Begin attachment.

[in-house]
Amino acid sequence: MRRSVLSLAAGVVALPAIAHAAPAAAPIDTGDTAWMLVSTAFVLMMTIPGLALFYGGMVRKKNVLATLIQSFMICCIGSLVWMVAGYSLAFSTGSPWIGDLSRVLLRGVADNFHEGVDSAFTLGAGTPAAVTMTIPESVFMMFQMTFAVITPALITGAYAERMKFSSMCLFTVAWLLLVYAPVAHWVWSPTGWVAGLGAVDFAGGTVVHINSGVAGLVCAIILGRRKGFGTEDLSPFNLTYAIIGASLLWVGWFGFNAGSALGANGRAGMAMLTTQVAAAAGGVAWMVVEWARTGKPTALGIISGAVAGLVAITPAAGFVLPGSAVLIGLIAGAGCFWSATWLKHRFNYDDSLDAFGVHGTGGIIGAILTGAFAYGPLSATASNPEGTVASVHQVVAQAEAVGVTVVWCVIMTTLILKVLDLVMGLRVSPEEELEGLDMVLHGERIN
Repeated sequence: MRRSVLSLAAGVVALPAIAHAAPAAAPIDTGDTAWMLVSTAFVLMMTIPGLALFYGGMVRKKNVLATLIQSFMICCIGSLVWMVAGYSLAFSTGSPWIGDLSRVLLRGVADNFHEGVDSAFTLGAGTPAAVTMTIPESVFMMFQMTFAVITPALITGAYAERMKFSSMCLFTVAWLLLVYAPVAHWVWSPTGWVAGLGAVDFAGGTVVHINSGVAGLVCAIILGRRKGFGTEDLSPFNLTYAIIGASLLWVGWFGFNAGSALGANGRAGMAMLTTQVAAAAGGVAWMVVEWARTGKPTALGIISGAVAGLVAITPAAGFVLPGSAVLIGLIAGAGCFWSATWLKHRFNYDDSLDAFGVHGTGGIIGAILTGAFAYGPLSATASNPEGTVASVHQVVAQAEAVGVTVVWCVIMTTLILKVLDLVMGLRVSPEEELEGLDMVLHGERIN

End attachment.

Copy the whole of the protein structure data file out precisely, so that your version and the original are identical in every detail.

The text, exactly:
[in-house]
Amino acid sequence: MRRSVLSLAAGVVALPAIAHAAPAAAPIDTGDTAWMLVSTAFVLMMTIPGLALFYGGMVRKKNVLATLIQSFMICCIGSLVWMVAGYSLAFSTGSPWIGDLSRVLLRGVADNFHEGVDSAFTLGAGTPAAVTMTIPESVFMMFQMTFAVITPALITGAYAERMKFSSMCLFTVAWLLLVYAPVAHWVWSPTGWVAGLGAVDFAGGTVVHINSGVAGLVCAIILGRRKGFGTEDLSPFNLTYAIIGASLLWVGWFGFNAGSALGANGRAGMAMLTTQVAAAAGGVAWMVVEWARTGKPTALGIISGAVAGLVAITPAAGFVLPGSAVLIGLIAGAGCFWSATWLKHRFNYDDSLDAFGVHGTGGIIGAILTGAFAYGPLSATASNPEGTVASVHQVVAQAEAVGVTVVWCVIMTTLILKVLDLVMGLRVSPEEELEGLDMVLHGERIN
Repeated sequence: MRRSVLSLAAGVVALPAIAHAAPAAAPIDTGDTAWMLVSTAFVLMMTIPGLALFYGGMVRKKNVLATLIQSFMICCIGSLVWMVAGYSLAFSTGSPWIGDLSRVLLRGVADNFHEGVDSAFTLGAGTPAAVTMTIPESVFMMFQMTFAVITPALITGAYAERMKFSSMCLFTVAWLLLVYAPVAHWVWSPTGWVAGLGAVDFAGGTVVHINSGVAGLVCAIILGRRKGFGTEDLSPFNLTYAIIGASLLWVGWFGFNAGSALGANGRAGMAMLTTQVAAAAGGVAWMVVEWARTGKPTALGIISGAVAGLVAITPAAGFVLPGSAVLIGLIAGAGCFWSATWLKHRFNYDDSLDAFGVHGTGGIIGAILTGAFAYGPLSATASNPEGTVASVHQVVAQAEAVGVTVVWCVIMTTLILKVLDLVMGLRVSPEEELEGLDMVLHGERIN